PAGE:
See Stunning Holiday Decor in Healdsburg Home

An interior designer teams up with a textile specialist to create a home for the holidays.

When San Francisco interior designer Benjamin Dhong started searching for a Sonoma home, he had plenty of inspiration leading him in the right direction.

Fellow interior designer and dear friend Myra Hoefer had welcomed Dhong to Healdsburg many times over the years, and under her generous spirit, he came to adore Sonoma’s relaxed lifestyle. It was fitting, then, that Hoefer, who passed away in 2015, was the one who first saw the listing for Dhong’s current home, about a mile from Healdsburg’s downtown.

As an interior designer, Dhong knew he could revitalize the gardens and maximize the 1,750-square-foot interior for entertaining. Dhong built his design career almost by accident after earning a business degree from UC Berkeley.

He fell in love with architecture on a trip to Italy and left his banking career for an entry-level position at a San Francisco design firm, where he advanced quickly. “It came completely naturally,” he explains. In 2003, he opened Benjamin Dhong Interiors in San Francisco, where he still lives on weekdays.

Designer Benjamin Dhong in the kitchen with his friend and fellow Healdsburg homeowner Julia Berger.  (Rebecca Chotkowski)

In the six years he’s owned the Healdsburg property, Dhong has made some structural changes, but focused most of his effort on finishes, paint, artwork, and furniture choices. First up was a kitchen renovation, with the goal of having both formal and casual eating areas at opposite ends of the 30-foot-long room. He raised the kitchen roof, added skylights, and installed a massive antique French oak apothecary cabinet along the back wall. Across from the cabinet stands a new island with sink and prep space and a thick marble waterfall edge.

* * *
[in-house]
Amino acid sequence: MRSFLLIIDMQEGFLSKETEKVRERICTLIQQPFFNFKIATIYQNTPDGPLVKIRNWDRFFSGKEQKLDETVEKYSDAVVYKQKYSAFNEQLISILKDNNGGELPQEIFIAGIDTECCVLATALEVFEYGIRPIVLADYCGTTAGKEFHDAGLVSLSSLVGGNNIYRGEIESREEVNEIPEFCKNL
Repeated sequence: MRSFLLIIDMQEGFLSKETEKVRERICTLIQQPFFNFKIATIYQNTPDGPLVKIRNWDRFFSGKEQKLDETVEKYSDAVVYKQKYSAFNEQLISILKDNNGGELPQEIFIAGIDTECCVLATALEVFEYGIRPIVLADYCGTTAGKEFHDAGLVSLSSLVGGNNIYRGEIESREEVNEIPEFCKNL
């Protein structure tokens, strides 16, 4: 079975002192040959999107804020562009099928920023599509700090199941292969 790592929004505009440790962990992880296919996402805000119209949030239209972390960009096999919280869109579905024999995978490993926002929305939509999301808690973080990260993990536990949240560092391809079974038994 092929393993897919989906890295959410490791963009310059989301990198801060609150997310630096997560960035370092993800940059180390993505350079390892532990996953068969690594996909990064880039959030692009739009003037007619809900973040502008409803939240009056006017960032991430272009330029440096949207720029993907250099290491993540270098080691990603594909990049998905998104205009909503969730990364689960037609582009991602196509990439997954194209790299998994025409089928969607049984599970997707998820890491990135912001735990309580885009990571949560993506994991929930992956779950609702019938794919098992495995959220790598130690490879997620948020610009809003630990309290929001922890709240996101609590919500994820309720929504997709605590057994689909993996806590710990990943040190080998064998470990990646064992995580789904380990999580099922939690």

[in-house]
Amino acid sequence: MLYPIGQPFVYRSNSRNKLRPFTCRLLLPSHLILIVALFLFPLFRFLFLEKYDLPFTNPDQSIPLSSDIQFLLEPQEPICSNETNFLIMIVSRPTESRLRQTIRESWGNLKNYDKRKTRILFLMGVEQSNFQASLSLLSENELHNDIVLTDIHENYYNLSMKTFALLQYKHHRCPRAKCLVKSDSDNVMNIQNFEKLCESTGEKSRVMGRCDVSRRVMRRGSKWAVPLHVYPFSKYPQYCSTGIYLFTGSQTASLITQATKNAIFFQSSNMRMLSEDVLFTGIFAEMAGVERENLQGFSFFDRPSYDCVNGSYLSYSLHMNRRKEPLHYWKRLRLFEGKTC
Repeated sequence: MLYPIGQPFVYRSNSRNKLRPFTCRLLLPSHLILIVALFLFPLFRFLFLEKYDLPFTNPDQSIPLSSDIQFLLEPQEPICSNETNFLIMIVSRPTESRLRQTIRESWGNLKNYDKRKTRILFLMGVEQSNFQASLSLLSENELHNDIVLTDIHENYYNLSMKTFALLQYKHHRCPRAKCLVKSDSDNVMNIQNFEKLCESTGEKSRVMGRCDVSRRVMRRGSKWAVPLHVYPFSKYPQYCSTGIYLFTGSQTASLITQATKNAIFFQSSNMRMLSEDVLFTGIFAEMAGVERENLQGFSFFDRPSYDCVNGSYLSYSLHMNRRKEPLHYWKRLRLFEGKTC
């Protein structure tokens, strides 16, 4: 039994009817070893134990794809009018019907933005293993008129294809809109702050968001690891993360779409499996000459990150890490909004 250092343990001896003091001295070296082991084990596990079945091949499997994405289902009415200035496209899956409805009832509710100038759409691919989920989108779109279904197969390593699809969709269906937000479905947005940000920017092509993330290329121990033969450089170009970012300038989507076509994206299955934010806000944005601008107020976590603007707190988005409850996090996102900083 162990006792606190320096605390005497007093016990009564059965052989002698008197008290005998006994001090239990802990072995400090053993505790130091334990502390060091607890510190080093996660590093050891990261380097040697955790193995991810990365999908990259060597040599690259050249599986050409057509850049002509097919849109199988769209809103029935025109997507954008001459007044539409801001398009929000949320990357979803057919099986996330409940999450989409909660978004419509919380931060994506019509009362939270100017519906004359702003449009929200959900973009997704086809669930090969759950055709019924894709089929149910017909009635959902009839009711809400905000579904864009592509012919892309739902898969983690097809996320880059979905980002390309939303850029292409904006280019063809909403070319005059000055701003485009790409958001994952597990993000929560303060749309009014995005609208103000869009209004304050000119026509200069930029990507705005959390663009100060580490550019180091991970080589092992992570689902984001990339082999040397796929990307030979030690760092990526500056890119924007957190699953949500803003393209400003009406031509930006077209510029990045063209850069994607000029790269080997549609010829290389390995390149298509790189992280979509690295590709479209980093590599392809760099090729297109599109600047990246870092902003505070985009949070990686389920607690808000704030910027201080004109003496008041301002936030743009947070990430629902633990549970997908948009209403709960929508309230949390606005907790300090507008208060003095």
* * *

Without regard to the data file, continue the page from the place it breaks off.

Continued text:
The overall feel is bright and airy, with French doors that open straight into a garden and a porthole window above to let in even more light. Dhong also borrowed a few square feet of space from the garage to add a relaxing daybed nook – a small change with big impact.

The breakfast area next to the kitchen shows Dhong’s talent for mixing old and new, with a midcentury modern white Saarinen table surrounded by antique upholstered chairs. “My style is to create beautiful rooms that are efficient but elegant, designed in a way so guests can feel like they can relax here. I also like what I call rich man/poor man – high-end pieces mixed with inexpensive things.” Adjacent to the kitchen is another more formal dining area, with a pedestal dining table and chairs.

Dhong believes setting a table should be about having fun. He recommends starting with something pretty and pairing it with something unexpected. Here, he and Berger placed her linens alongside tinted glassware, mismatched china, fruit and flowers. (Rebecca Chotkowski)